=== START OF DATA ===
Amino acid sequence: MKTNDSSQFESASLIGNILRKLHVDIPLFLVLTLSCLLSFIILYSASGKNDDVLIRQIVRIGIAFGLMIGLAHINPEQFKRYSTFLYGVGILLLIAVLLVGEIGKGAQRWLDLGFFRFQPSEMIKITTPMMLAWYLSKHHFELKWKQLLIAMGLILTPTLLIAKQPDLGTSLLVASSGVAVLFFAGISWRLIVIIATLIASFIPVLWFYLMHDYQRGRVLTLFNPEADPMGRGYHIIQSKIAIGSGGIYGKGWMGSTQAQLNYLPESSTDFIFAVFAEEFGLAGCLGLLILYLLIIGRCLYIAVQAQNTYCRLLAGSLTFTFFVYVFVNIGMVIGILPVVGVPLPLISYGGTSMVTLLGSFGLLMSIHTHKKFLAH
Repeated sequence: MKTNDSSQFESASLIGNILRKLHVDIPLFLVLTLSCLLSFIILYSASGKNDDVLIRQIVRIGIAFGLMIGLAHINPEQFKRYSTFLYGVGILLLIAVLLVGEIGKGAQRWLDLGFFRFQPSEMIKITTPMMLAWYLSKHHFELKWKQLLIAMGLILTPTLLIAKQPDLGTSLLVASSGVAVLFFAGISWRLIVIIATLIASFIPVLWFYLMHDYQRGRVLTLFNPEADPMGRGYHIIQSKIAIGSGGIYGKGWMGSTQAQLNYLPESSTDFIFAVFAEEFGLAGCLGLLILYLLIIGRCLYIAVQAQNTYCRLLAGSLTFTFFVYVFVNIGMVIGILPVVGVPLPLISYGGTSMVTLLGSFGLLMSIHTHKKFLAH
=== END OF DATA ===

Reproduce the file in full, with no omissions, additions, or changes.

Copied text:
Amino acid sequence: MKTNDSSQFESASLIGNILRKLHVDIPLFLVLTLSCLLSFIILYSASGKNDDVLIRQIVRIGIAFGLMIGLAHINPEQFKRYSTFLYGVGILLLIAVLLVGEIGKGAQRWLDLGFFRFQPSEMIKITTPMMLAWYLSKHHFELKWKQLLIAMGLILTPTLLIAKQPDLGTSLLVASSGVAVLFFAGISWRLIVIIATLIASFIPVLWFYLMHDYQRGRVLTLFNPEADPMGRGYHIIQSKIAIGSGGIYGKGWMGSTQAQLNYLPESSTDFIFAVFAEEFGLAGCLGLLILYLLIIGRCLYIAVQAQNTYCRLLAGSLTFTFFVYVFVNIGMVIGILPVVGVPLPLISYGGTSMVTLLGSFGLLMSIHTHKKFLAH
Repeated sequence: MKTNDSSQFESASLIGNILRKLHVDIPLFLVLTLSCLLSFIILYSASGKNDDVLIRQIVRIGIAFGLMIGLAHINPEQFKRYSTFLYGVGILLLIAVLLVGEIGKGAQRWLDLGFFRFQPSEMIKITTPMMLAWYLSKHHFELKWKQLLIAMGLILTPTLLIAKQPDLGTSLLVASSGVAVLFFAGISWRLIVIIATLIASFIPVLWFYLMHDYQRGRVLTLFNPEADPMGRGYHIIQSKIAIGSGGIYGKGWMGSTQAQLNYLPESSTDFIFAVFAEEFGLAGCLGLLILYLLIIGRCLYIAVQAQNTYCRLLAGSLTFTFFVYVFVNIGMVIGILPVVGVPLPLISYGGTSMVTLLGSFGLLMSIHTHKKFLAH